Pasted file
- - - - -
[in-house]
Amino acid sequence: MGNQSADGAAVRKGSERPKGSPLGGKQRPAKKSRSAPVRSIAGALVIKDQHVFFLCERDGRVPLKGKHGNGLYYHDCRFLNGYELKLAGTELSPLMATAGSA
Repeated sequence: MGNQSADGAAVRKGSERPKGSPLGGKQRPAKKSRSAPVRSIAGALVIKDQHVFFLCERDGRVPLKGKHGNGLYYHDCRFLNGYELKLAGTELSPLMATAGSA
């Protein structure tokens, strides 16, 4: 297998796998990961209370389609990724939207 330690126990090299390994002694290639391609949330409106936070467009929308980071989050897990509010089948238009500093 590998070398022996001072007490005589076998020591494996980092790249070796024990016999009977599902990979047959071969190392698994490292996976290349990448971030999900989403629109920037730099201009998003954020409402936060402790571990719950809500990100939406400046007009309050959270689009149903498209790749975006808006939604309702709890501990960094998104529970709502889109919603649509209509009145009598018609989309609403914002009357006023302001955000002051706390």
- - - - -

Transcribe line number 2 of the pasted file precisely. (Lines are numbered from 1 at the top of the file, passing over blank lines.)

Amino acid sequence: MGNQSADGAAVRKGSERPKGSPLGGKQRPAKKSRSAPVRSIAGALVIKDQHVFFLCERDGRVPLKGKHGNGLYYHDCRFLNGYELKLAGTELSPLMATAGSA